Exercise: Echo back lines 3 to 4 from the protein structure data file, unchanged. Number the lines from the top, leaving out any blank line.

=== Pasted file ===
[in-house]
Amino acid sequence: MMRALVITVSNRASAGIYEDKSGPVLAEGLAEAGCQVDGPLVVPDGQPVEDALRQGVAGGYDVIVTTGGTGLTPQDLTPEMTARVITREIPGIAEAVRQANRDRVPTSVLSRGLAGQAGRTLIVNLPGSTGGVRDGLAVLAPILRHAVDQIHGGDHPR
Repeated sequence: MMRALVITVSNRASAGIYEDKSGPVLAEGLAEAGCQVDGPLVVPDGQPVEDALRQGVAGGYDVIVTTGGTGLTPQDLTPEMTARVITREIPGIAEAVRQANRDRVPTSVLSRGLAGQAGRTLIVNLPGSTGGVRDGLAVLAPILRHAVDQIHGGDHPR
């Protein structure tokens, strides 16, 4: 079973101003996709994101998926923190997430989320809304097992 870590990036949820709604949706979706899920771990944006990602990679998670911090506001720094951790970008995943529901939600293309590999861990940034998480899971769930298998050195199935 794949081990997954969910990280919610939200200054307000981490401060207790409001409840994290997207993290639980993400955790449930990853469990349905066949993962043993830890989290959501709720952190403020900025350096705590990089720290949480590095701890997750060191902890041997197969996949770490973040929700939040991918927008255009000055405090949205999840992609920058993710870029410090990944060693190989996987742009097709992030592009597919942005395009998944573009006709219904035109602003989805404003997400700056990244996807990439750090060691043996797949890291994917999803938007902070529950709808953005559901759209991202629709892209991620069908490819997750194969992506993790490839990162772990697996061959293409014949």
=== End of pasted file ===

Repeated sequence: MMRALVITVSNRASAGIYEDKSGPVLAEGLAEAGCQVDGPLVVPDGQPVEDALRQGVAGGYDVIVTTGGTGLTPQDLTPEMTARVITREIPGIAEAVRQANRDRVPTSVLSRGLAGQAGRTLIVNLPGSTGGVRDGLAVLAPILRHAVDQIHGGDHPR
């Protein structure tokens, strides 16, 4: 079973101003996709994101998926923190997430989320809304097992 870590990036949820709604949706979706899920771990944006990602990679998670911090506001720094951790970008995943529901939600293309590999861990940034998480899971769930298998050195199935 794949081990997954969910990280919610939200200054307000981490401060207790409001409840994290997207993290639980993400955790449930990853469990349905066949993962043993830890989290959501709720952190403020900025350096705590990089720290949480590095701890997750060191902890041997197969996949770490973040929700939040991918927008255009000055405090949205999840992609920058993710870029410090990944060693190989996987742009097709992030592009597919942005395009998944573009006709219904035109602003989805404003997400700056990244996807990439750090060691043996797949890291994917999803938007902070529950709808953005559901759209991202629709892209991620069908490819997750194969992506993790490839990162772990697996061959293409014949």